<p>He doesn't live in a big house...he lives in the original home he and his wife purchased when football coaches were not stars. He walked the campus and talked to kids for decades. He has disciplined his players for 40+ years for violations of the law or team rules, and is not a man who sweeps things under the rug. He's not one of those coaches known for little or big violations of recruiting rules. He's always been a standup guy. It's completely improbable to anyone who knows anything about him, that this outstanding man would ever have knowingly protected a child molester within the football program. </p>

<p>We haven't heard from the defense yet, so Hanging Hill is certainly premature. Last time I checked we're in America.</p>

<p>Again, just because the students aren't marching against child abuse, doesn't mean they support it. Just because students go to a football game, doesn't mean that students support child abuse. Geez.</p>

<p>It is because Paterno was famous for following up with his players, talking to professors to make sure that they weren't struggling, taking a personal interest in those close to him, etc. that it feels like he didn't do enough as a leader to get to the bottom of this. Was he legally responsible? No. Does it seem out of character from the Paterno legend? Yes. I am sad to see him go, but this case sickens me to the core. I don't know if firing him was the right thing, but the rioting makes it worse.</p>

<p>These are not kids, they are adults, they can vote, they can go to war, they can get married, they can hold jobs. These are not ten year olds like the victims, they are grownups. by going to the game they show that football trumps all. Instead hold a walk for abuse victims. Sitting and chearing would be sick</p>

<p>And no he did the bare minimum and if he didn't have all the details it's because he choice to bury it. His turf his responsibility. And obviousllynhis legend didn't match up with the real core of the man</p>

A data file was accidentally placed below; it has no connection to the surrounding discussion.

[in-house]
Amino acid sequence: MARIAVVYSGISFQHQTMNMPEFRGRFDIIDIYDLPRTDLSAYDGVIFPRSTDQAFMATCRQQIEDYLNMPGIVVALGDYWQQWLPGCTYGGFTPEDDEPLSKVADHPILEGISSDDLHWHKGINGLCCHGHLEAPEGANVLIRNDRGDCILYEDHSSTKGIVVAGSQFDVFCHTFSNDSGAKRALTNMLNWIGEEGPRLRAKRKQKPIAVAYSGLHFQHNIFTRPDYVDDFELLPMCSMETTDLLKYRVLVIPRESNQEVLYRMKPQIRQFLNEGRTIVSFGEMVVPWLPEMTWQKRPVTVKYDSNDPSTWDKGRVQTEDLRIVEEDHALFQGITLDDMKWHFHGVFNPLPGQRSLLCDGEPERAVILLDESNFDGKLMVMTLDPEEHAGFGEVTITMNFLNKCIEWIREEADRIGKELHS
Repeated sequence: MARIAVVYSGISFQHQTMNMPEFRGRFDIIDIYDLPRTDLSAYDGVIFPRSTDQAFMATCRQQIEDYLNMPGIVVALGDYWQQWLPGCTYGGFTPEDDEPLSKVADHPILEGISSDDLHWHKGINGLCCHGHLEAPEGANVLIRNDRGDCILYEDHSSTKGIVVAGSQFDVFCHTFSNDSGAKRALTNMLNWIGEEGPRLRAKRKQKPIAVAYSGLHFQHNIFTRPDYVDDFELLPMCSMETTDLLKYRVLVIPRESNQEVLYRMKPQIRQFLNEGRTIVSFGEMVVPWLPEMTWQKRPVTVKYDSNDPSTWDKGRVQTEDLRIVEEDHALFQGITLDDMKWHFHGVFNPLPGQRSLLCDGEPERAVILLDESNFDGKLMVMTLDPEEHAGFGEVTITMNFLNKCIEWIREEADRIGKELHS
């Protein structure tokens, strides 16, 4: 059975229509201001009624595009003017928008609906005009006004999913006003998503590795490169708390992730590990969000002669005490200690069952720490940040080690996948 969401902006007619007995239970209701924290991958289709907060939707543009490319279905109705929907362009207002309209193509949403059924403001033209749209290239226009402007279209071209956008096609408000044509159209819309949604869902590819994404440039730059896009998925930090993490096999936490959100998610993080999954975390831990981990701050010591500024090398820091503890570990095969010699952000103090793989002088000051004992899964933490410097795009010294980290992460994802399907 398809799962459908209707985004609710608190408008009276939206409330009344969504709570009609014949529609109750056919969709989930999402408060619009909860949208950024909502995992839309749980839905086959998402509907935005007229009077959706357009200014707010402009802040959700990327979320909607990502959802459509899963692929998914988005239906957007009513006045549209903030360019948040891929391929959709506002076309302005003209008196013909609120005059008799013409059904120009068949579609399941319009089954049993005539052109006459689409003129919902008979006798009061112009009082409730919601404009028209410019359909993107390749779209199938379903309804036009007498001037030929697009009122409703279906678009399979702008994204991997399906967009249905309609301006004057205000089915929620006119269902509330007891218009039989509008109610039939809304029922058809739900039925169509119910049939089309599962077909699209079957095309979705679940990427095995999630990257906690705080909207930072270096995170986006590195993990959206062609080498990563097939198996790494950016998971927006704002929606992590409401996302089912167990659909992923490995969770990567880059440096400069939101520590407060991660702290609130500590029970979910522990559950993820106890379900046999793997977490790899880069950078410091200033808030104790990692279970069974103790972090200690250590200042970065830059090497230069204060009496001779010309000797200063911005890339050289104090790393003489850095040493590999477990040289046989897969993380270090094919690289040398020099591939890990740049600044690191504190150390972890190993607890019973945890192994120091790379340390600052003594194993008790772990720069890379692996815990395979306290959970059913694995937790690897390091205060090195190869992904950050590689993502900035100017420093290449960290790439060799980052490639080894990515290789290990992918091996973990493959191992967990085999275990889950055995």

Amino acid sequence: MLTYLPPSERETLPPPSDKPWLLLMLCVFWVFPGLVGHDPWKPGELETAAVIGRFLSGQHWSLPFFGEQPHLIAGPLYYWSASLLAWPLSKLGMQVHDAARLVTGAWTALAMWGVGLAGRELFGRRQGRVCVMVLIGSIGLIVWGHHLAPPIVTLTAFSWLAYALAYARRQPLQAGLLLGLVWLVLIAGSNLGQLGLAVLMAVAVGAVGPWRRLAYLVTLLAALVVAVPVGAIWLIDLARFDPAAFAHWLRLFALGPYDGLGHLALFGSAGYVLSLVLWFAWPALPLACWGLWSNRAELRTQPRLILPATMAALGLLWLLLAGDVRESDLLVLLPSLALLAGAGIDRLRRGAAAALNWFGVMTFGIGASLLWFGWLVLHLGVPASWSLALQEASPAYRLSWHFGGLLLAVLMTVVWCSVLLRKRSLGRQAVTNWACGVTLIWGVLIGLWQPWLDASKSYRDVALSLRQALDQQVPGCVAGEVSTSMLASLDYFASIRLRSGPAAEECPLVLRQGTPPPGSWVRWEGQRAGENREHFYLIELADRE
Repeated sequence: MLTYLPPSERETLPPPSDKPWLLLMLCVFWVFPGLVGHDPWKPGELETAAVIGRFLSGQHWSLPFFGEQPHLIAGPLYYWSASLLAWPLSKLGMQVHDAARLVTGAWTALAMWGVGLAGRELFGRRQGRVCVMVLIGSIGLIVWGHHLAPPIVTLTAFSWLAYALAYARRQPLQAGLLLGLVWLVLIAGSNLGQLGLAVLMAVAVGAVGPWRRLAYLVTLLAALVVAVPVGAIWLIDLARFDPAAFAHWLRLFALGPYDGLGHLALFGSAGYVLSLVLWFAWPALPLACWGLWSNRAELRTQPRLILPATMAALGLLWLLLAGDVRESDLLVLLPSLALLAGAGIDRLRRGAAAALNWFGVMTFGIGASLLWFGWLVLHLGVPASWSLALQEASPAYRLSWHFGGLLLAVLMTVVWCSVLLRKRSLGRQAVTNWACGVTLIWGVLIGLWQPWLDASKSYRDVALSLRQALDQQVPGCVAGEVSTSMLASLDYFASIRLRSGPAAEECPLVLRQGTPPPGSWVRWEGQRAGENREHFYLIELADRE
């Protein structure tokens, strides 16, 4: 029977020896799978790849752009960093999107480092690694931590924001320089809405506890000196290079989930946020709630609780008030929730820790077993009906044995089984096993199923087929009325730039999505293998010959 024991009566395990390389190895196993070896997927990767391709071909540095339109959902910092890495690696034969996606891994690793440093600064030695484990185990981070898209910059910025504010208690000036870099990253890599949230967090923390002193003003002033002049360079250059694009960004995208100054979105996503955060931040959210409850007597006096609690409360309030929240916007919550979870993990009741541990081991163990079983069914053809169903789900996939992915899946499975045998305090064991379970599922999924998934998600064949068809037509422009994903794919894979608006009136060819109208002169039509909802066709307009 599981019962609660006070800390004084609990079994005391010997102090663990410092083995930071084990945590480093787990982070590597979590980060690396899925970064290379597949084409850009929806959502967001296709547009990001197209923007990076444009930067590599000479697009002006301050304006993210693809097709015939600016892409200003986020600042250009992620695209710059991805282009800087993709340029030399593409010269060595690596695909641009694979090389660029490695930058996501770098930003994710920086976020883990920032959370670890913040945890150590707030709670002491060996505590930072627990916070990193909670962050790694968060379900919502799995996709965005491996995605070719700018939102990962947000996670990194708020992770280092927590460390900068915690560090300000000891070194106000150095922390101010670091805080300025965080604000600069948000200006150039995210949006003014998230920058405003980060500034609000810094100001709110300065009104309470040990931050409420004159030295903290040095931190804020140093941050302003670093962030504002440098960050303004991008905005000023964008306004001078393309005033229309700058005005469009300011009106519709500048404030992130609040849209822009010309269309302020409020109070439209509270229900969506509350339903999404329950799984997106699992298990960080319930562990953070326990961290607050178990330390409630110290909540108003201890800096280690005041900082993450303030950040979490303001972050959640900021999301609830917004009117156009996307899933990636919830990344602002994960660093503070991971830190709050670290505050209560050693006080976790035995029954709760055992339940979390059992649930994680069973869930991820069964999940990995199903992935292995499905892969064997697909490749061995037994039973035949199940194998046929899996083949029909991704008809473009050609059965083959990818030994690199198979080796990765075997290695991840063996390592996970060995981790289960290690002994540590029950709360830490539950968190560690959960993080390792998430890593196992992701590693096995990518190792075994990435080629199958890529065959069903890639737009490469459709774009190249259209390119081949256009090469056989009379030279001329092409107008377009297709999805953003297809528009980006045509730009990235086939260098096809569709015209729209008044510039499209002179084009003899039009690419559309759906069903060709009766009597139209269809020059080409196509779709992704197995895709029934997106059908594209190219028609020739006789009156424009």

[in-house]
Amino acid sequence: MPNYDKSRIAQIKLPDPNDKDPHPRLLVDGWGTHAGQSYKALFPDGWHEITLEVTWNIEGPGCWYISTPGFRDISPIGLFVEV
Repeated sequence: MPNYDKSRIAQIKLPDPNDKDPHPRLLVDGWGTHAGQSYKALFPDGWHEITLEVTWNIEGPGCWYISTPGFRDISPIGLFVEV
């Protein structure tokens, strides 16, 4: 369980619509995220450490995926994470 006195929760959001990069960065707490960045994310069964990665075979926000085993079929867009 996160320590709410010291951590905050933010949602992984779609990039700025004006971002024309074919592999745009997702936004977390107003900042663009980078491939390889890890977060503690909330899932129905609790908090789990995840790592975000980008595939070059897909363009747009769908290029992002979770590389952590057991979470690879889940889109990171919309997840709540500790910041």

<p>Sorry but the whole situation is despicable. I love my big ten football team but not so much that I would riot in the streets about a coach, beloved or not, that turned a blind eye to a 10 year old getting raped in the shower. I have always thought Paterno was a great person and I think this entire situation is beyond sad but he made a very poor decision. What I find more despicable though is that Mcqueary, the guy who witnessed the rape is COACHING THE FOOTBALL GAME on Saturday!! He should have been fired before Paterno...but then again, that might compromise Penn States season so we can't have that. That is horrible.</p>

<p>I feel bad for the kids at Penn State...it isn't their fault but the initial reaction is misguided and is indicative of our culture that seems to value sports over humanity.</p>

<p>@ Neonzeus : You will try in vain to persuade most of the posters here, esp annasdad and seahorse, that there is any good in anyone in the 16801 zipcode and we are all guilty by association. There is a moment of silence planned, and a candlelight vigil which they are expecting thousands at , and I am sure those are not sufficient to satisfy. This attitude is exasperating. Why stop at missing a football game? Why not insist that all parents withdraw their children from PSU in protest? And what, exactly, would that change? </p>

<p>I found your post eloquent and reasonable, something lacking in most of the hyperbolic rhetoric out there. Thanks for being a ray of sunshine</p>

<p>I hope there isn't an empty stadium on Saturday. My daughter's friend is in the marching band, and works very hard, spends many hours practicing, and it would be a shame if there was no crowd to cheer on the band. Same with the players. This is the last home game, the last game for seniors, would be terrible for them to miss having their last home game in front of a crowd. Don't punish the kids. </p>

<p>Joe Paterno has hired a lawyer.</p>

<p>Saturday is senior day. So, the seniors who have worked hard for 4 years for their school should be denied the chance to play because an old assistant coach , who has never even been THEIR coach, is an alleged pervert. What is that going to solve?</p>

<p>neonzeus... i also am not sure why the rush to fire paterno...from what i read he himself did not molest anyone and the way in which he reported the molester seems to be unclear? maybe a suspension while this is all under investigation</p>

<p>Sevmom, I totally understand what you are saying and agree. However, there will be someone there who witnessed a 10 year old getting raped in 2002 and is somehow still employed by Penn State. I don't understand that.</p>

I hope there isn't an empty stadium on Saturday. My daughter's friend is in the marching band, and works very hard, spends many hours practicing, and it would be a shame if there was no crowd to cheer on the band.